Blogger Geoffrey Dunn, who is writing a book about the former Republican vice presidential candidate, made the accusation on the Huffington Post Web site.
Dunn compared Palin's speech introducing conservative talk show host Michael Reagan, son of former President Ronald Reagan, to an Anchorage audience Wednesday to the article urging Republicans to study Reagan, written by Gingrich and Craig Shirley in 2005.
"It is abundantly clear in context, and even in subcontext, that the overview of President Reagan's legacy was attributed to Newt Gingrich," Palin's lawyer, Thomas Van Flein, said.
"Far from 'lifting' or plagiary, this is proper attribution in a political speech," Van Flein said. "The audience was made aware that Mr. Gingrich wrote about President Reagan's legacy, and Gov. Palin attributed her paraphrasing to Mr. Gingrich expressly and did so at the beginning and at the end of the paraphrasing."
Palin twice referenced Gingrich during the speech. Toward the beginning, she said, "Recently, Newt Gingrich, he had written a good article about Reagan."
Later, she said, "What Newt had written in this article, he wrote, 'Remember how refreshing it was with his outrageous directness that Americans loved, and praised and deserved' that Reagan dealt with, with then the troublesome Soviet Union, remember this? His vision for the Cold War? We win, they lose."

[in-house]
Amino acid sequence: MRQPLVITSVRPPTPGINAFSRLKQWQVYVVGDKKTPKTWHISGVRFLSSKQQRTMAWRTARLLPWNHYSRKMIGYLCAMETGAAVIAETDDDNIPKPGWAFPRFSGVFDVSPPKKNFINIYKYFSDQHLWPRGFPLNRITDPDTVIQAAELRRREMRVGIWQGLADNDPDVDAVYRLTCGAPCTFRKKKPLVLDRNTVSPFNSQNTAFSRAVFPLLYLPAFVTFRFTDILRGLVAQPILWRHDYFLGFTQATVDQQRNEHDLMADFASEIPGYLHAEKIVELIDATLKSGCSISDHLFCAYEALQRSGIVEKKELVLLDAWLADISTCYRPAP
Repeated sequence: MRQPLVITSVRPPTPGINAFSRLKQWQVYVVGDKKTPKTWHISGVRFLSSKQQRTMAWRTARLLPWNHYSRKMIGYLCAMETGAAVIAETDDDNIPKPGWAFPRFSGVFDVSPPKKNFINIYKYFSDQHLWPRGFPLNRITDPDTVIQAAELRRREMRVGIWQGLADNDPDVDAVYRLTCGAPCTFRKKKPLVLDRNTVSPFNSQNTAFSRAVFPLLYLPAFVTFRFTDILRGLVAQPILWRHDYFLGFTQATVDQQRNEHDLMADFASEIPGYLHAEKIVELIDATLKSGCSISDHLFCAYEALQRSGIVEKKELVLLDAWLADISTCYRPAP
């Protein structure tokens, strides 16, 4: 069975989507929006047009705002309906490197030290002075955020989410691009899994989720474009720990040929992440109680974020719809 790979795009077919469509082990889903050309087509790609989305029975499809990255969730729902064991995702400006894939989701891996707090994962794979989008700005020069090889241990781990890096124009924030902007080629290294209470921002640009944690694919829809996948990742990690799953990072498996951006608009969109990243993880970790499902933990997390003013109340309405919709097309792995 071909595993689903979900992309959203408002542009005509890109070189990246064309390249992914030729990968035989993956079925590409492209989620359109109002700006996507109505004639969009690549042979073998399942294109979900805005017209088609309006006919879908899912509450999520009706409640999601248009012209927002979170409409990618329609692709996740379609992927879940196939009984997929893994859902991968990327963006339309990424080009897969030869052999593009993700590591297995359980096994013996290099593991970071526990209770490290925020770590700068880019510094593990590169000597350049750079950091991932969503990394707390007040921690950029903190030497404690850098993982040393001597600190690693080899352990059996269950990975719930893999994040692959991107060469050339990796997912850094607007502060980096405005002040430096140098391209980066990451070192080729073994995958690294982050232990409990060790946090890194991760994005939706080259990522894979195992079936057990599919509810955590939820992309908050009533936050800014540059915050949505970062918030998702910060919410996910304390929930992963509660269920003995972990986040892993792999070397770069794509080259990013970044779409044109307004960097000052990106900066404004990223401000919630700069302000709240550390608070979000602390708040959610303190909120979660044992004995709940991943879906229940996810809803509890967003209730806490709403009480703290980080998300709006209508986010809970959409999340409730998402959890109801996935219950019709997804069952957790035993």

Dunn examined similarities when comparing Palin's speech to the article.
In one part of her 17-minute introduction of Michael Reagan, Palin said, "We have to remember first that Ronald Reagan never won any arguments in Washington. He won the arguments by resonating with the American people."
Gingrich and Shirley wrote in their article, "Reagan never won an argument in Washington. Reagan won his arguments in the country with the American people ... ."
In another part of the speech, Palin said, "We would do so well to look back on those Reagan years as he championed the cause for freedom and then he lived it out as our president - cheerfully, persistently and unapologetically."
The 2005 article says, "Cheerful persistence rather than easy victories were the keys to Reagan's career."